To be safe, do the same to the other hidden variables and your code should now look as shown below. Try the form now and this time it should work and you should be able to scroll records forward without errors.

package database_connect;
import java.sql.Connection;
import java.sql.DriverManager;
import java.sql.SQLException;
import java.sql.Statement;
import java.sql.ResultSet;
import javax.swing.JOptionPane;
public class StudForm extends javax.swing.JFrame {
        Connection conn;
        Statement state;
        ResultSet Rset;

    public StudForm() {
        initComponents();
        DoConnect();
    }
    public void DoConnect( ) {
       try{
        String host = "jdbc:derby://localhost:1527/School";
        String dName = "admin";
        String dPass = "admin";
        conn = DriverManager.getConnection( host, dName, dPass );
        state = conn.createStatement(ResultSet.TYPE_SCROLL_INSENSITIVE, ResultSet.CONCUR_UPDATABLE);
        String SQL = "SELECT * FROM APP.Students";
        Rset = state.executeQuery( SQL );
       
        Rset.next( );
        int Id = Rset.getInt("StdID");
        String Id2 = Integer.toString(Id);
        String sName = Rset.getString("StdName");
        String sFaculty = Rset.getString("Faculty");
        String sCourse = Rset.getString("Course");
        String sCity = Rset.getString("City");
        String sAddress = Rset.getString("Address");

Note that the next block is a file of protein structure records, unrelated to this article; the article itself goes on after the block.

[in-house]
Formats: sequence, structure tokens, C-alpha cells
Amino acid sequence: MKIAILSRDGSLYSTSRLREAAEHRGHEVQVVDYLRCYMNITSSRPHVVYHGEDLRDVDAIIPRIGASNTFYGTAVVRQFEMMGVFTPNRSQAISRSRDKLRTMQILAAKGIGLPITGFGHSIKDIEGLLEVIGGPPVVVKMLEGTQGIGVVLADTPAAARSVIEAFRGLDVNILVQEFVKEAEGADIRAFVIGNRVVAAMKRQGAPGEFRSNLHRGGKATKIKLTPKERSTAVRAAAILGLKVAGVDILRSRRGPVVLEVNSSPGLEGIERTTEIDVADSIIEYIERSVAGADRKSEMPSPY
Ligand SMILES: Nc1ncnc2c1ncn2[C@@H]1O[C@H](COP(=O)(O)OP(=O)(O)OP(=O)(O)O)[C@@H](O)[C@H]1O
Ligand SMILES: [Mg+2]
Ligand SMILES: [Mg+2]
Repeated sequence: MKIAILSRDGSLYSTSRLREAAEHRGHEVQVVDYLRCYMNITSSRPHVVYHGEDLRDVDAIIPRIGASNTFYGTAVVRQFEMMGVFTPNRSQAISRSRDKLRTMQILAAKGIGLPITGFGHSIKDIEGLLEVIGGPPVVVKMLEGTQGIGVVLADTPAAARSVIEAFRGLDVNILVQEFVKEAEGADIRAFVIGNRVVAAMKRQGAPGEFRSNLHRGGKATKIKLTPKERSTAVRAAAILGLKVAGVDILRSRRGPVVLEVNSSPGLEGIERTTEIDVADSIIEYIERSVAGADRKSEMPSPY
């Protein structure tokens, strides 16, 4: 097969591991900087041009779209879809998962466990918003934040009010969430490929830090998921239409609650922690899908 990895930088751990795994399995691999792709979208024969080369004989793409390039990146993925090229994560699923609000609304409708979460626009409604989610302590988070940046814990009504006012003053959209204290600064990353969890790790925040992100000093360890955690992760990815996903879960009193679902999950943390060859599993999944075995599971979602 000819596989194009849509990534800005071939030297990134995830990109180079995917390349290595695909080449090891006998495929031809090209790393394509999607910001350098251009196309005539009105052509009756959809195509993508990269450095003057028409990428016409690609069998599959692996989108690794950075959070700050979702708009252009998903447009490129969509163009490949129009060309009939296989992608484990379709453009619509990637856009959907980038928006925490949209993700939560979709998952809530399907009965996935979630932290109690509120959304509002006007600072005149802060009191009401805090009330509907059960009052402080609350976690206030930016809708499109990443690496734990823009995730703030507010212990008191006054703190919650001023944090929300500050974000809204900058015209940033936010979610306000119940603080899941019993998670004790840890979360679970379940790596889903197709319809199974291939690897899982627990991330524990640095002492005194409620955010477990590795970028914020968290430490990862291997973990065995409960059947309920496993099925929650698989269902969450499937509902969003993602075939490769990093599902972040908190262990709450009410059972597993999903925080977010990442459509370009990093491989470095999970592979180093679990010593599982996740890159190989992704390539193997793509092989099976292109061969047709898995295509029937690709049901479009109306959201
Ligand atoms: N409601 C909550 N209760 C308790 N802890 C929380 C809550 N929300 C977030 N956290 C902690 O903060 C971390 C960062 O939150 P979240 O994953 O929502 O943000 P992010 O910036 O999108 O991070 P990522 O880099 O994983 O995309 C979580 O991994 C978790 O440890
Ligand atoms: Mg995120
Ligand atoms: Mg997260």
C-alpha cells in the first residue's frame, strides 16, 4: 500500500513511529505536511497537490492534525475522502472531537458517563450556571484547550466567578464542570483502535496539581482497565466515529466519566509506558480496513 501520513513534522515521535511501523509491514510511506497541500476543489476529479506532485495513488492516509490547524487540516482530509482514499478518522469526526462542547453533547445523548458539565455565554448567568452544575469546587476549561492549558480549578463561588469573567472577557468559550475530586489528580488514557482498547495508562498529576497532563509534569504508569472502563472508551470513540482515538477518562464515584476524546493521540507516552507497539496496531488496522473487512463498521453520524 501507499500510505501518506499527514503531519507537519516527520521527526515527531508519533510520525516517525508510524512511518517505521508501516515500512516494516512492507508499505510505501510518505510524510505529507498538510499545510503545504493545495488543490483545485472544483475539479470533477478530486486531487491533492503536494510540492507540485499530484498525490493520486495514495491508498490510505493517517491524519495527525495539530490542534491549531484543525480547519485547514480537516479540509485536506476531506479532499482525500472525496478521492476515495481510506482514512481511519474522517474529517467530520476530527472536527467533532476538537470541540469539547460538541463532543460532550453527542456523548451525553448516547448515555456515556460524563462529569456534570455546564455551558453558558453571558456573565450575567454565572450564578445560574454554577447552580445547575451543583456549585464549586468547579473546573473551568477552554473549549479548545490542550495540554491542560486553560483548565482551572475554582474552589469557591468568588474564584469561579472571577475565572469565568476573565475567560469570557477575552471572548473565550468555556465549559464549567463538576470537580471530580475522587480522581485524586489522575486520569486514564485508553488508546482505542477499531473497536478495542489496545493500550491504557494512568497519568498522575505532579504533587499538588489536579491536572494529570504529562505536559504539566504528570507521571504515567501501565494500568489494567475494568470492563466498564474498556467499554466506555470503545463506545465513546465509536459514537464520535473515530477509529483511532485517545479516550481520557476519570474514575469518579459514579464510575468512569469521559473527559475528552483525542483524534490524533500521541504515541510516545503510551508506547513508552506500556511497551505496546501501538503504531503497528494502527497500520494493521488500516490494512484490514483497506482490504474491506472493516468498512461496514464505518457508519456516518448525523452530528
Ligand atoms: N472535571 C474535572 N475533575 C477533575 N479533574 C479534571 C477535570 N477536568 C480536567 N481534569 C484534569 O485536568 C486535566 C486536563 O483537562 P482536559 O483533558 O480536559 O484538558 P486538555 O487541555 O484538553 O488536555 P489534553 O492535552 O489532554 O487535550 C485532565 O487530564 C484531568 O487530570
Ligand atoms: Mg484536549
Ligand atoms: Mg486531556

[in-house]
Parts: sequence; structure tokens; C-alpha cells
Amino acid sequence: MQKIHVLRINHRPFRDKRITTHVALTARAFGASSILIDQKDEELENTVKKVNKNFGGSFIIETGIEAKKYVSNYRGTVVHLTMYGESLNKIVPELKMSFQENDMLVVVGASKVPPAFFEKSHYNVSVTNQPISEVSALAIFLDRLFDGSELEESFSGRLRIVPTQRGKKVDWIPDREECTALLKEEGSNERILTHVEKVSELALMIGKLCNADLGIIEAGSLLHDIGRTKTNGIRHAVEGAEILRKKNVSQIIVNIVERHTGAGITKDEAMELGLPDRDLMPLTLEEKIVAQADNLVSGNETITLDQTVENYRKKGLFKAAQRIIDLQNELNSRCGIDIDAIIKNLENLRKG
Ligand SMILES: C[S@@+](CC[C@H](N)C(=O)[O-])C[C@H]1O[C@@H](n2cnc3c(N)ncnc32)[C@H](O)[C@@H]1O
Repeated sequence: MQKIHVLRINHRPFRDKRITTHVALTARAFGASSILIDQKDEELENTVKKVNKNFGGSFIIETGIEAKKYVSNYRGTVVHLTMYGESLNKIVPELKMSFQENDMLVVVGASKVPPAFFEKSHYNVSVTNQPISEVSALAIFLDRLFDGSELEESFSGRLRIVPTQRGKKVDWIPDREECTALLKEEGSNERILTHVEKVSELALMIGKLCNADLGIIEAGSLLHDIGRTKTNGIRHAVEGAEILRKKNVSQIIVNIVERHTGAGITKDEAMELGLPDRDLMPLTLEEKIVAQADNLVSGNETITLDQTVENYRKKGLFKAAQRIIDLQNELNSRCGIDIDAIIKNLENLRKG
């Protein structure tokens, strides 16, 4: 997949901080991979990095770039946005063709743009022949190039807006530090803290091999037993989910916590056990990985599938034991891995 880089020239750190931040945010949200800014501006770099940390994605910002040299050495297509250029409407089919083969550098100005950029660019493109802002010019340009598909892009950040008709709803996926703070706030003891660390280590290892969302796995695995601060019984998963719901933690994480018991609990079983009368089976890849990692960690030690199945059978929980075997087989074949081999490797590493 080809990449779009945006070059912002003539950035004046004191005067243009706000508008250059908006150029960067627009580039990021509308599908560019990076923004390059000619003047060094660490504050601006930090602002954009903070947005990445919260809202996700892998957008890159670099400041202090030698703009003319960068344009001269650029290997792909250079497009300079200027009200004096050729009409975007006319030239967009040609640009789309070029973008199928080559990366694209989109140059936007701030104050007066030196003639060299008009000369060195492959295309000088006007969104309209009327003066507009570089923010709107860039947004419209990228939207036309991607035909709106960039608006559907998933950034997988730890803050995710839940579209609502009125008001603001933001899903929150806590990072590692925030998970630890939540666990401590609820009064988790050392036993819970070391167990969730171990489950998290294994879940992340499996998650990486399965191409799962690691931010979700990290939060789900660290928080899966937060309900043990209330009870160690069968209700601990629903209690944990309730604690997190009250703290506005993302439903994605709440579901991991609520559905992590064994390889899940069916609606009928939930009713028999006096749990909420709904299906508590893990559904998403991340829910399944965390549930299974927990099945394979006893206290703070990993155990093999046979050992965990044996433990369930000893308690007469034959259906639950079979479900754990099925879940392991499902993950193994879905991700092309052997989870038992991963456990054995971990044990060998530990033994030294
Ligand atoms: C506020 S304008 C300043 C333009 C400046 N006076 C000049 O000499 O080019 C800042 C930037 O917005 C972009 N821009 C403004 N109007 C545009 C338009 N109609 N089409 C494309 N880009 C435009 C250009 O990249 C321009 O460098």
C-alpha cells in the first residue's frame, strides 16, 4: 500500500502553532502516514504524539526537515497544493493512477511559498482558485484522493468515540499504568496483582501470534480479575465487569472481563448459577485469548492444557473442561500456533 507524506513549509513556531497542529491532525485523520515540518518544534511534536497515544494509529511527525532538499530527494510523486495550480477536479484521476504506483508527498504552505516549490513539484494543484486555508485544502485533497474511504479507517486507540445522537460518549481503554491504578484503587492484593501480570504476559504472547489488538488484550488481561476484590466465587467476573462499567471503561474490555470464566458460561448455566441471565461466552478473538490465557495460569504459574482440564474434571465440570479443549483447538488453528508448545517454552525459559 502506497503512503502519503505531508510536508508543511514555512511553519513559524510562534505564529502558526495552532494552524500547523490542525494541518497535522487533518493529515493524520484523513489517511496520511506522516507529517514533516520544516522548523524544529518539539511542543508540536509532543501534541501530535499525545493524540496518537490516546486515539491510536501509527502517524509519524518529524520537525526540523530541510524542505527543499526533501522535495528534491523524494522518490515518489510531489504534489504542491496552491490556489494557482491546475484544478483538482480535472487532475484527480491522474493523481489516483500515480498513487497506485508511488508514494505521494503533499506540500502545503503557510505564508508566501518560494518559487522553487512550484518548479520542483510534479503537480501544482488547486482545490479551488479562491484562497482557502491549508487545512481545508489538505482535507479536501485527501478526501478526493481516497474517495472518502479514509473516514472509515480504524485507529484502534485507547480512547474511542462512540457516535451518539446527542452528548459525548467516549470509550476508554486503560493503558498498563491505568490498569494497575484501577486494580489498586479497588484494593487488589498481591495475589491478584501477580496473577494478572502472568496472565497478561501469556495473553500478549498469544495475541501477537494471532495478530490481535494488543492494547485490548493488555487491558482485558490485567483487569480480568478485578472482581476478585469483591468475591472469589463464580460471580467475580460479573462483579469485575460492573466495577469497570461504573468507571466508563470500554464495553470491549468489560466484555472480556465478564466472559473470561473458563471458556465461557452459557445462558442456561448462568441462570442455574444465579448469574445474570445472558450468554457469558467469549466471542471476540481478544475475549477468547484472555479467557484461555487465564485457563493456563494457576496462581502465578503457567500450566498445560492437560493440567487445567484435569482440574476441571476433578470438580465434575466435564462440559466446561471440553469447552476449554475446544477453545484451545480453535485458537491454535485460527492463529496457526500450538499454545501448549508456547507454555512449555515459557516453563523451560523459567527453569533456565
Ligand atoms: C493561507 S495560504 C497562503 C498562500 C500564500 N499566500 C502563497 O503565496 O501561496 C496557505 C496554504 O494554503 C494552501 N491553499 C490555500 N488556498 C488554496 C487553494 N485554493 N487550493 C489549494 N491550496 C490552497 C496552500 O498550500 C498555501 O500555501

String sTelephone = Rset.getString("Telephone");
        String sRemarks = Rset.getString("Remarks");
        
        txtID.setText(Id2);
        txtName.setText(sName);
        txtFaculty.setText(sFaculty);
        txtCourse.setText(sCourse);
        txtCity.setText(sCity);
        txtAddress.setText(sAddress);
        txtTelephone.setText(sTelephone);
        txtRem.setText(sRemarks);
       }
   catch ( SQLException err ) {
        System.out.println( err.getMessage( ) );
  }
}
                 
private void btnNextActionPerformed(java.awt.event.ActionEvent evt) {                                        
try {
    if(Rset.next( )){
        int Id = Rset.getInt("StdID");
        String Id2 = Integer.toString(Id);
        String sName = Rset.getString("StdName");
        String sFaculty = Rset.getString("Faculty");
        String sCourse = Rset.getString("Course");
        String sCity = Rset.getString("City");
        String sAddress = Rset.getString("Address");
        String sTelephone = Rset.getString("Telephone");
        String sRemarks = Rset.getString("Remarks");
        
        txtID.setText(Id2);
        txtName.setText(sName);
        txtFaculty.setText(sFaculty);
        txtCourse.setText(sCourse);
        txtCity.setText(sCity);
        txtAddress.setText(sAddress);
        txtTelephone.setText(sTelephone);
        txtRem.setText(sRemarks);
    }
    else {
        Rset.previous( );
        JOptionPane.showMessageDialog(this, "End of File");
    }
    }
   catch (SQLException err) {
        JOptionPane.showMessageDialog(this, err.getMessage());
    }
}
programming-in-java-netbeans-a-step-by-step-tutorial-for-beginners-lesson-53

Code For Previous Button (Table Backward Navigation)